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Posted 10 Sep 2010

Calculating the Rank of Your Blog Posts or Pages

, 10 Sep 2010
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How to calculate the rank of your blog posts or pages

WeeManWithQuestionsI had an idea to have blog posts, or Rules listed not in date order, or an arbitrary order, but in some sort of calculated order. For this, I would need to get data from somewhere and I fancied using; Number of Comments, Number of Trackbacks, Reddit, Digg, FriendFeed Twitter and Google Page rank. In this sample, I use the term Rangler as a cross between Wrangler and Rank, but they are really Data Collectors.

This is really an exploratory brain dump and proof-of-concept, so please excuse any bad code or practices. :)

What is the Goal?

The idea is to call some external services and pull the data locally. Then calculate based on an algorithm:

Rank = ([Facebook Likes] + [Tweets] + [Digs] + [Pingbacks/Trackbacks]) * [Google Rank]

Figure: Proposed Algorithm

I would then be able to order the content based on this value and see what the most popular content is. You could also augment this by adding Views as well, but I did not have that data readily available.

I only really have time to create a proof-of-concept and there are lots of data services out there that you could call, so I am picking two data feeds. There are lots of data services out there, but BackType gives quite a few bits of data and Google Page Rank is a well know quality indicator.

What is the Result?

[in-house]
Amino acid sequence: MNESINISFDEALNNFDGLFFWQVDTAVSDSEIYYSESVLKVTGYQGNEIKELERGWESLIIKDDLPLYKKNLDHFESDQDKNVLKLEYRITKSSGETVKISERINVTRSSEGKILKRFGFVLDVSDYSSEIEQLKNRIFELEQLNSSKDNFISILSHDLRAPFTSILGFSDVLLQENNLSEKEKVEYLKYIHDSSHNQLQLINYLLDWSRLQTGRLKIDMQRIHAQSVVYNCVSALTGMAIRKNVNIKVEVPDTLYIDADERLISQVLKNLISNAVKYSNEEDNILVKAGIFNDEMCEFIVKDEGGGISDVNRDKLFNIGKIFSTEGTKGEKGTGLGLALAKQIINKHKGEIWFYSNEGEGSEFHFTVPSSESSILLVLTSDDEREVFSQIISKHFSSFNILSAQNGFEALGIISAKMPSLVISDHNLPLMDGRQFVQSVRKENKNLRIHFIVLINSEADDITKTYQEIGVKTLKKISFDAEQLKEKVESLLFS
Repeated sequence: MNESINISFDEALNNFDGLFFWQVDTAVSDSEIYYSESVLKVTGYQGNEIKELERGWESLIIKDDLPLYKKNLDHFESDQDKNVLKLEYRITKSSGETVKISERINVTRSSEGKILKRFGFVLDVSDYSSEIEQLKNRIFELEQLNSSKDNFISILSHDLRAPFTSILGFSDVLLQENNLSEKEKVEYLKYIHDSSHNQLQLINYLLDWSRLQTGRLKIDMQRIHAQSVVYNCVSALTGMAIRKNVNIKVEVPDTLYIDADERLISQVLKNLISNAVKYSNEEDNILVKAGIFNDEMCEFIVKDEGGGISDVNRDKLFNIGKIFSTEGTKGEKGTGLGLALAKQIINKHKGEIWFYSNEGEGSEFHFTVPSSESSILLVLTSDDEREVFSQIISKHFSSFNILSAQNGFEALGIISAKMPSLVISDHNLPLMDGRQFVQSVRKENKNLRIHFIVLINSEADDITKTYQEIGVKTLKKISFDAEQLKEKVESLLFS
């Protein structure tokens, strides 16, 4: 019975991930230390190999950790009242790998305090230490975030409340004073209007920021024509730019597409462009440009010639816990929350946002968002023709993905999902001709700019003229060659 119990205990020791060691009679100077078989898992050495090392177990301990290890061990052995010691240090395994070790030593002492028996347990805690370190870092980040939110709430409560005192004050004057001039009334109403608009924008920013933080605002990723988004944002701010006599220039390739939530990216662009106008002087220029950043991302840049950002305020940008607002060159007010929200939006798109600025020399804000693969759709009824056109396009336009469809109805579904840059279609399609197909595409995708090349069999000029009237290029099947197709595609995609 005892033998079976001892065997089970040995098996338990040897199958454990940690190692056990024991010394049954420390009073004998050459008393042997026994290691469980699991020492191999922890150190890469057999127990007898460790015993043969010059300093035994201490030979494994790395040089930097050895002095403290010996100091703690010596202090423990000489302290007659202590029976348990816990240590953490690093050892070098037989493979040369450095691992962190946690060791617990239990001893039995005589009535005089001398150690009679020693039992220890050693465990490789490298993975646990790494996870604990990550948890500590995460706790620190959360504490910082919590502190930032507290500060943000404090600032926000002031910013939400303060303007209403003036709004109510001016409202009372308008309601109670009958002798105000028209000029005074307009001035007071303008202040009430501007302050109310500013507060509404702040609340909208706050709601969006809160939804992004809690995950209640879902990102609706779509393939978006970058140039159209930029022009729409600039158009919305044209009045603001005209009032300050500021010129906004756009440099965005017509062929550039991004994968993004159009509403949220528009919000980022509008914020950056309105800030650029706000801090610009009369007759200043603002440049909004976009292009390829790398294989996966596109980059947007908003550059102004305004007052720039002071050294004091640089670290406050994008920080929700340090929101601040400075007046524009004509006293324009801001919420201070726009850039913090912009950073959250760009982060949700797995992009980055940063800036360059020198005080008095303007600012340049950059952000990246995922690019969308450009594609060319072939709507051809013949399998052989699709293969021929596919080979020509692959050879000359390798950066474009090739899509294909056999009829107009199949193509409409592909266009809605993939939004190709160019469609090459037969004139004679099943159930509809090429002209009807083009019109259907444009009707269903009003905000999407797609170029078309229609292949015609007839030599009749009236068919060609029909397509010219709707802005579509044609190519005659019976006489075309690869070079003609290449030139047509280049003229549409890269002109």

I built a really simple interface that I could use to test the concept with all the core functionality sitting behind a web service.


Figure: This blog post gets a rank of 2460

As you can see, my UI skills are fantastic. :)


Figure: Only 1 tweet for this rule

If you rank your pages this way, then you can see which pages are lost causes and which are worth spending some time on to keep up to date and augmenting. Or visa-versa, if you are looking for content that has not had much love in a while and you want to try and increase its standing.

How was It Done?

It was implemented as a WPF application that calls a web service to get the data. It is only POC, but it is extensible:


Figure: Adding a new “Rangler” is a matter of adding a new assembly to the bin folder. No need to touch existing code.

As you can see, I don’t have many tests and I really just used them to test each layer prior to getting the UI up and running. I think I wrote 4 tests in total.


Figure: Ranglers are loaded dynamically if they are placed in the Bin directory of the website.

I wanted a rudimentarily extensible platform even at this stage as I like to switch code in and out to see which performs best. One of the first improvements I would use at this stage is to hand the calculating of the score over to the individual Ranglers as you may want to have some crazy calculation changes at a later date.

There are a number of ways to load things dynamically, and I think this is the quick and dirty way.

Private Sub LoadRanglers()
    ' Load all ranglers contained within assemblies available locally.
    Dim path As String = Assembly.GetExecutingAssembly.CodeBase.Replace("file:///", "")
    path = System.IO.Path.GetDirectoryName(path)